It’s Not too Early to Think about the Holidays: Six Tips for Winning Holiday Ads

By Steve Olenski, SVP Engagement, System1

It’s holiday planning time, with upwards of 25% of revenues on the line for retail brands in the fourth quarter. What creative treatments will ring registers amidst the crowd of holiday creative? And what will create long-term brand impact?

Marketers can skip some guesswork by tracking holiday ads that have scored well in recent years. When we interviewed consumers about holiday ads last season, we found some retail ads around the world scored exceptionally high on short- and long-term impact with creative techniques other marketers can copy. 

End happy. People feel more emotionally engaged when a commercial ends on a happy note. Take viewers on an emotional journey, but make sure you end with elation, hope and/or tenderness. For example, London airport Heathrow won hearts with a long spot that ended on children surprising their mother as she arrived home.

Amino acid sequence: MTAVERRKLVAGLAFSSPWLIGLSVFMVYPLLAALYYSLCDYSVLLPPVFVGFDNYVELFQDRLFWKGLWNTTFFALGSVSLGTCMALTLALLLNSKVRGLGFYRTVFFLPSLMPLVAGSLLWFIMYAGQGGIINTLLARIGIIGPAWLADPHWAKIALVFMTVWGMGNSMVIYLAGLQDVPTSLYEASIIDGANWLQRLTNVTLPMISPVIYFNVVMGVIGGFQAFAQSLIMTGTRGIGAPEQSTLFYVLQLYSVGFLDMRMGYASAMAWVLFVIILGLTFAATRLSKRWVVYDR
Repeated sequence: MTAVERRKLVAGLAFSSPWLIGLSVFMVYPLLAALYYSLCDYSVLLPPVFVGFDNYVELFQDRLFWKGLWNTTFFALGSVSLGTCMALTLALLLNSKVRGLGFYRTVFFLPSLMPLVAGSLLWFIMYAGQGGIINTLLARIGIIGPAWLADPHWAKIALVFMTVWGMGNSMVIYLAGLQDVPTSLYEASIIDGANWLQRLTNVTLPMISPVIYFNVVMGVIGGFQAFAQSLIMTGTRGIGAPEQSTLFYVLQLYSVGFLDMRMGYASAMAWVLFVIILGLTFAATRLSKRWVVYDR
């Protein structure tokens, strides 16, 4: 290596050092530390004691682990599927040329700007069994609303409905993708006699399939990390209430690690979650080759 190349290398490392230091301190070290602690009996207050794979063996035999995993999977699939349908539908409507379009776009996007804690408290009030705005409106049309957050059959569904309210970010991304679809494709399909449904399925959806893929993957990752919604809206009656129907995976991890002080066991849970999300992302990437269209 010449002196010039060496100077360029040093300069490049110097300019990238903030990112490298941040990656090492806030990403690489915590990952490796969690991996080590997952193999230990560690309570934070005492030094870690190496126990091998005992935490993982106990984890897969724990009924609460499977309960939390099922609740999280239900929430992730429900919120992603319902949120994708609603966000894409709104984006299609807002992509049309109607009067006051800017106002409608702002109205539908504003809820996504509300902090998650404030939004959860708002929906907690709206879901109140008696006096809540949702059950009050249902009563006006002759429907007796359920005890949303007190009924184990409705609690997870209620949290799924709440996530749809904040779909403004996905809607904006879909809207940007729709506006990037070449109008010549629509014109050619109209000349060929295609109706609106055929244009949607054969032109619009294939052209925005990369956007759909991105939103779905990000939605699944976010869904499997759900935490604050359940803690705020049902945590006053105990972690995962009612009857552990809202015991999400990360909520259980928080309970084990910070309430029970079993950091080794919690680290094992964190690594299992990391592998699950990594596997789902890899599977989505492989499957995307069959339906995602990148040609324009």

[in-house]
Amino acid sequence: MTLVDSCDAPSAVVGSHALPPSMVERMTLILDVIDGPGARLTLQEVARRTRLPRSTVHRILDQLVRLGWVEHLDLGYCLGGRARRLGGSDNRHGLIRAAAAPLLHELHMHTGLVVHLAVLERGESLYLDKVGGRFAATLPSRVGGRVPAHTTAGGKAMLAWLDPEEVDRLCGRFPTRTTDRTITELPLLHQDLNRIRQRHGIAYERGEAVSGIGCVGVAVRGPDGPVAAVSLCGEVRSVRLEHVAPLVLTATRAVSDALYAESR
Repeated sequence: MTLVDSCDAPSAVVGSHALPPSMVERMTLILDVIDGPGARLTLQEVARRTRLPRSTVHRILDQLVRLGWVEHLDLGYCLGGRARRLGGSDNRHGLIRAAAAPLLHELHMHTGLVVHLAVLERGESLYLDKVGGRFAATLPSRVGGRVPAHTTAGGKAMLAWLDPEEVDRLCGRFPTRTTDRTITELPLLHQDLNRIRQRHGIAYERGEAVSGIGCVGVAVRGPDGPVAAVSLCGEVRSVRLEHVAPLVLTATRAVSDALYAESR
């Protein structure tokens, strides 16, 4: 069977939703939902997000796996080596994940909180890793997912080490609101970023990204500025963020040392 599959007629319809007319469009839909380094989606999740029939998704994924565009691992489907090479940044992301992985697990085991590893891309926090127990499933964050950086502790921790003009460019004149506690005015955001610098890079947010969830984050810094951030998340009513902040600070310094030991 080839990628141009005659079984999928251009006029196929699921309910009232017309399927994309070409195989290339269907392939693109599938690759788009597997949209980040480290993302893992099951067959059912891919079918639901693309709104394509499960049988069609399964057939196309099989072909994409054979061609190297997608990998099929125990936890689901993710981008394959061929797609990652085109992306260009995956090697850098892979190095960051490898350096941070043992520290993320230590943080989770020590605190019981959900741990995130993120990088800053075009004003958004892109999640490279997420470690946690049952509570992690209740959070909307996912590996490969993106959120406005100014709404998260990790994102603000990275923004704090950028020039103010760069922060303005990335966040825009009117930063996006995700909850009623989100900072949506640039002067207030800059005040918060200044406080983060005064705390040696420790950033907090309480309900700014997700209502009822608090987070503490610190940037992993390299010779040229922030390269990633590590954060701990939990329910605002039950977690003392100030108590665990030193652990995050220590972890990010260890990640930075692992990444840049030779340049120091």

Create community. As the pandemic ebbs, people are responding to togetherness more than conspicuous consumption. So, bring memorable moments to the forefront. Ads that showcase friends and families spending quality time with one another, and neighbors lending a helping hand, will score much higher. 

Unwrap nostalgia. Positive emotions spike when people see familiar scenes, from memories to holiday traditions associated with them. Introduce familiar, popular characters, songs, and references from years past. 

Get fluent. A fluent device is a recurring character or scenario that is used as the primary vehicle for drama and entertainment across multiple ads. M&Ms masters this, using consistent characterizations in product animation. In researching reactions to more than 10,000 ads over the past few years, we’ve seen that campaigns with fluent devices are 37% more likely to increase market share and 30% more likely to increase profits.  

Make magic. Holiday ads are one place where blurring the lines between fantasy and reality fit right in. Use the 30 or 60 seconds to suspend belief.   

Play hits. Discernible, familiar melodies and lyrics trigger the right brain, where imagination reigns. Using hit songs works, as does repeating music people like. Coca-Cola does the latter in Europe, reprising its “Wonderful Dream (Holidays are Coming)” tune in a classic spot every year. 

While great advertising will never be a color-by-numbers exercise, it pays to know what techniques are landing other marketers in the black. 

By Steve Olenski, SVP Engagement, System1

You must be logged in to post a comment Login